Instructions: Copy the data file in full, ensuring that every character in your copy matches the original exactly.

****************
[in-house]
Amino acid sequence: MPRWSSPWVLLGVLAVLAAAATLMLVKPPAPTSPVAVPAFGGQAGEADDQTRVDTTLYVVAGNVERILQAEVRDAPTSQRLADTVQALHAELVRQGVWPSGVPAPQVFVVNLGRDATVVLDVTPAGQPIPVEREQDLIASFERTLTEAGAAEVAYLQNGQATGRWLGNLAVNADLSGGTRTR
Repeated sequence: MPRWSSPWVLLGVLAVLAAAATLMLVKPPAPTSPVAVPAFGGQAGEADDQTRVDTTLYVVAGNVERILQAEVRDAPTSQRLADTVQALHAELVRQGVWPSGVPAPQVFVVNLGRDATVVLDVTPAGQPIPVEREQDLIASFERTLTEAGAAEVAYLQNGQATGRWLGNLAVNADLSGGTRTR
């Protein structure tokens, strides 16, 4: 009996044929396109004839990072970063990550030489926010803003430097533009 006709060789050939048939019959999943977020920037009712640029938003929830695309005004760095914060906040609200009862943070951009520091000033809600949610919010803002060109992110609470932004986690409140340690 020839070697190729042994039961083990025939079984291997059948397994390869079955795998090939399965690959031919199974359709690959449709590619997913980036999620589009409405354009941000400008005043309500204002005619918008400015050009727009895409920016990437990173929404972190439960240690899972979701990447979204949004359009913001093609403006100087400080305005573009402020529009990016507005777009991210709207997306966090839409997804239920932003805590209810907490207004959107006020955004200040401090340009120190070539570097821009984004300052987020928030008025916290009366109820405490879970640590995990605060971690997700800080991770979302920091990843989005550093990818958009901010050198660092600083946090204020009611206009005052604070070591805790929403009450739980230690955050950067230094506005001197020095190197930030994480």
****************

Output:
[in-house]
Amino acid sequence: MPRWSSPWVLLGVLAVLAAAATLMLVKPPAPTSPVAVPAFGGQAGEADDQTRVDTTLYVVAGNVERILQAEVRDAPTSQRLADTVQALHAELVRQGVWPSGVPAPQVFVVNLGRDATVVLDVTPAGQPIPVEREQDLIASFERTLTEAGAAEVAYLQNGQATGRWLGNLAVNADLSGGTRTR
Repeated sequence: MPRWSSPWVLLGVLAVLAAAATLMLVKPPAPTSPVAVPAFGGQAGEADDQTRVDTTLYVVAGNVERILQAEVRDAPTSQRLADTVQALHAELVRQGVWPSGVPAPQVFVVNLGRDATVVLDVTPAGQPIPVEREQDLIASFERTLTEAGAAEVAYLQNGQATGRWLGNLAVNADLSGGTRTR
């Protein structure tokens, strides 16, 4: 009996044929396109004839990072970063990550030489926010803003430097533009 006709060789050939048939019959999943977020920037009712640029938003929830695309005004760095914060906040609200009862943070951009520091000033809600949610919010803002060109992110609470932004986690409140340690 020839070697190729042994039961083990025939079984291997059948397994390869079955795998090939399965690959031919199974359709690959449709590619997913980036999620589009409405354009941000400008005043309500204002005619918008400015050009727009895409920016990437990173929404972190439960240690899972979701990447979204949004359009913001093609403006100087400080305005573009402020529009990016507005777009991210709207997306966090839409997804239920932003805590209810907490207004959107006020955004200040401090340009120190070539570097821009984004300052987020928030008025916290009366109820405490879970640590995990605060971690997700800080991770979302920091990843989005550093990818958009901010050198660092600083946090204020009611206009005052604070070591805790929403009450739980230690955050950067230094506005001197020095190197930030994480």